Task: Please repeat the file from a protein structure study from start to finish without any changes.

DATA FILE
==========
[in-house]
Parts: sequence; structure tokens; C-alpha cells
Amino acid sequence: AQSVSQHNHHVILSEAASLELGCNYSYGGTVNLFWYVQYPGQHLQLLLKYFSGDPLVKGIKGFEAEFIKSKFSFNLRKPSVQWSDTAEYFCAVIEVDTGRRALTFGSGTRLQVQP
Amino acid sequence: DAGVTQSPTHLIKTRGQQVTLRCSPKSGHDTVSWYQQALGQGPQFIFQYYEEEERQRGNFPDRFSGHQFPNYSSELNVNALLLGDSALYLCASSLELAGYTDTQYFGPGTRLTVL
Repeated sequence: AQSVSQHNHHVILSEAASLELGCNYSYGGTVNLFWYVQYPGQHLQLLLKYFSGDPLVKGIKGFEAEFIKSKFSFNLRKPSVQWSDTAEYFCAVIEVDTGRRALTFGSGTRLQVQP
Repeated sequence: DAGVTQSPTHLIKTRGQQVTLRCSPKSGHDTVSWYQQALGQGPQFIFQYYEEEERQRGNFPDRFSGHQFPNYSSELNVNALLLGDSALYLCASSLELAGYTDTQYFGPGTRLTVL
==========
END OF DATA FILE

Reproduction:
[in-house]
Parts: sequence; structure tokens; C-alpha cells
Amino acid sequence: AQSVSQHNHHVILSEAASLELGCNYSYGGTVNLFWYVQYPGQHLQLLLKYFSGDPLVKGIKGFEAEFIKSKFSFNLRKPSVQWSDTAEYFCAVIEVDTGRRALTFGSGTRLQVQP
Amino acid sequence: DAGVTQSPTHLIKTRGQQVTLRCSPKSGHDTVSWYQQALGQGPQFIFQYYEEEERQRGNFPDRFSGHQFPNYSSELNVNALLLGDSALYLCASSLELAGYTDTQYFGPGTRLTVL
Repeated sequence: AQSVSQHNHHVILSEAASLELGCNYSYGGTVNLFWYVQYPGQHLQLLLKYFSGDPLVKGIKGFEAEFIKSKFSFNLRKPSVQWSDTAEYFCAVIEVDTGRRALTFGSGTRLQVQP
Repeated sequence: DAGVTQSPTHLIKTRGQQVTLRCSPKSGHDTVSWYQQALGQGPQFIFQYYEEEERQRGNFPDRFSGHQFPNYSSELNVNALLLGDSALYLCASSLELAGYTDTQYFGPGTRLTVL